It's confusing; as a small business owner, some taxes are deductible, and some aren't. But as a general rule, don't try to deduct federal income taxes from your tax bill.
In some states, you may be able to deduct small portions of your federal income taxes from your state taxes. Currently, five states allow this deduction: Alabama, Iowa, Missouri, Montana and Oregon. Louisiana removed this deduction starting in tax year 2022.
Generally, the IRS allows four types of deductible non-business taxes:
- State, local and foreign income taxes
- State and local general sales taxes
- State and local real estate taxes, and
- State and local personal property taxes
Deducting state, local and foreign income taxes has limitations. Corporations and partnerships can deduct these taxes as business expenses. Self-employed individuals filing with a personal return can only deduct state tax if they itemize their deductions.
2. Fines and penalties
Sorry, you won’t be able to write these off. The most common fines and penalties are late fees on federal and state tax returns. These, along with parking tickets, safety violation fees and any other fines, are non-tax-deductible expenses.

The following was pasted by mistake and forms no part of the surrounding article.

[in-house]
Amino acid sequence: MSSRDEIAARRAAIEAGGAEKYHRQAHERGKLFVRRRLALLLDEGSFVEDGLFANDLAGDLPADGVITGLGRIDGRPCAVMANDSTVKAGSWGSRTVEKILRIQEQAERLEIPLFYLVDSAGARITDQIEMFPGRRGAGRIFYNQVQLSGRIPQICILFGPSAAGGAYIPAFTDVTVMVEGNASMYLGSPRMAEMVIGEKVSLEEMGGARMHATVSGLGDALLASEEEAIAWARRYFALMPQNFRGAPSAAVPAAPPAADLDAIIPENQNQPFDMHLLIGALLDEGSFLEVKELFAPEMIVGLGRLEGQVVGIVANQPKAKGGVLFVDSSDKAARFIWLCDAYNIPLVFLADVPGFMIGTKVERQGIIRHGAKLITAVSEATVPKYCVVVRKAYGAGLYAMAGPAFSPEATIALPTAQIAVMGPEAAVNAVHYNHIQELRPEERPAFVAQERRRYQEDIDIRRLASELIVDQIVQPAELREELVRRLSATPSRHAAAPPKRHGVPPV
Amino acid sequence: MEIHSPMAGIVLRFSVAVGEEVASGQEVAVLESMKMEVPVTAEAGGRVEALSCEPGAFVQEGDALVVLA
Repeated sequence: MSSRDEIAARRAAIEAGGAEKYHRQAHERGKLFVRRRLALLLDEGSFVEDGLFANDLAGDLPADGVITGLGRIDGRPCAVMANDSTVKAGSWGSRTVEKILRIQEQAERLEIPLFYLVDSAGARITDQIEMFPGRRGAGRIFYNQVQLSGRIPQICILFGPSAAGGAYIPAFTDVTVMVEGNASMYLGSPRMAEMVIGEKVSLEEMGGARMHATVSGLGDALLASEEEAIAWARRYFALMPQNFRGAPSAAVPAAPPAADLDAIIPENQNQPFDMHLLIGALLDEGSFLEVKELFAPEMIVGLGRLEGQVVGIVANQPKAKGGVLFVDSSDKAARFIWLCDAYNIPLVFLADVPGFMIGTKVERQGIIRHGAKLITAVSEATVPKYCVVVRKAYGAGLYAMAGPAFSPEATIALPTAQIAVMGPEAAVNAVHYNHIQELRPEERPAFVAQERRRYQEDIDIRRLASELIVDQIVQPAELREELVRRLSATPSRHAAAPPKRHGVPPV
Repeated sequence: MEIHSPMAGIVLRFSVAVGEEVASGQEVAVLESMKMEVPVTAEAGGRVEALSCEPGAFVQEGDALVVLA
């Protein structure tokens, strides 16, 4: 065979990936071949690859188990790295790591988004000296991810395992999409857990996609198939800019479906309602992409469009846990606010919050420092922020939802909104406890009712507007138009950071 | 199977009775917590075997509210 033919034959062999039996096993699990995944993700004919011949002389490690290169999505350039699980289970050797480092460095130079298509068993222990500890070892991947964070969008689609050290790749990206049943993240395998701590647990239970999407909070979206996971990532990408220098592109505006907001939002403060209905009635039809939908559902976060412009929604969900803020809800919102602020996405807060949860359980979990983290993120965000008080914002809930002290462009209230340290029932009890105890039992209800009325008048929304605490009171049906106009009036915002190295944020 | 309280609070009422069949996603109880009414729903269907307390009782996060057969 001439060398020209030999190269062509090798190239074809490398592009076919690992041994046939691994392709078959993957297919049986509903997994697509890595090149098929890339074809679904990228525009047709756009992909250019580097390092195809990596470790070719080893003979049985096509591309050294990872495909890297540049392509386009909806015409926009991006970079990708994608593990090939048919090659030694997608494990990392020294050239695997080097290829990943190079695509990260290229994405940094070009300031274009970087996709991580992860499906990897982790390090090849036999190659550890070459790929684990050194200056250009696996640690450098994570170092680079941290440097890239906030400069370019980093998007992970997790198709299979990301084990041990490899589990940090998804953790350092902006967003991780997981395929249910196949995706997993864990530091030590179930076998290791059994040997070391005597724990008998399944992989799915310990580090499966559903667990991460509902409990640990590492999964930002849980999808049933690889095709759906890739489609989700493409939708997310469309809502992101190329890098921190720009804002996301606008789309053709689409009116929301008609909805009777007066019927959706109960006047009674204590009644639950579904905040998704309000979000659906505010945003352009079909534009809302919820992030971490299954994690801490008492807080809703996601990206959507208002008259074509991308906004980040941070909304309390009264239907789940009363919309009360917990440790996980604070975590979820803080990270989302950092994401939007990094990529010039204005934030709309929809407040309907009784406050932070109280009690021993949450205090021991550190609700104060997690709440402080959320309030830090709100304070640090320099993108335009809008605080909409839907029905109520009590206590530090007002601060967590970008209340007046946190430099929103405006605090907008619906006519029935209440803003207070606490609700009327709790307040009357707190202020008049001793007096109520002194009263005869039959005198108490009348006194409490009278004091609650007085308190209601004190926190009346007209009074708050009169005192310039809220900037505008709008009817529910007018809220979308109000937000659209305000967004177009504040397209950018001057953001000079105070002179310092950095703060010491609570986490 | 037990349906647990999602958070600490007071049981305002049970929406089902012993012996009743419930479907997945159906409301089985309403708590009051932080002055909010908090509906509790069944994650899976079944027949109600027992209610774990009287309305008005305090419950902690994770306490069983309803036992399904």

While some business insurance premiums may be tax deductible, depending on local regulations and your insurance policy. Generally, coverage like general liability or workers’ comp insurance is deductible.
Others, like disability insurance or life insurance, probably aren’t, whether they’re for you or your employees.
4. Capital expenses and equipment
A capital expense is a cost needed to launch a business and will benefit your business for longer than a year. These might include a car, office furnishings, land or franchise rights.
While you may be able to deduct some of your startup costs — generally up to $5,000 — you cannot deduct capital expenditure. Talk to an expert in deductible and non-deductible expenses about what is considered a capital expense and whether you can deduct costs as the item depreciates.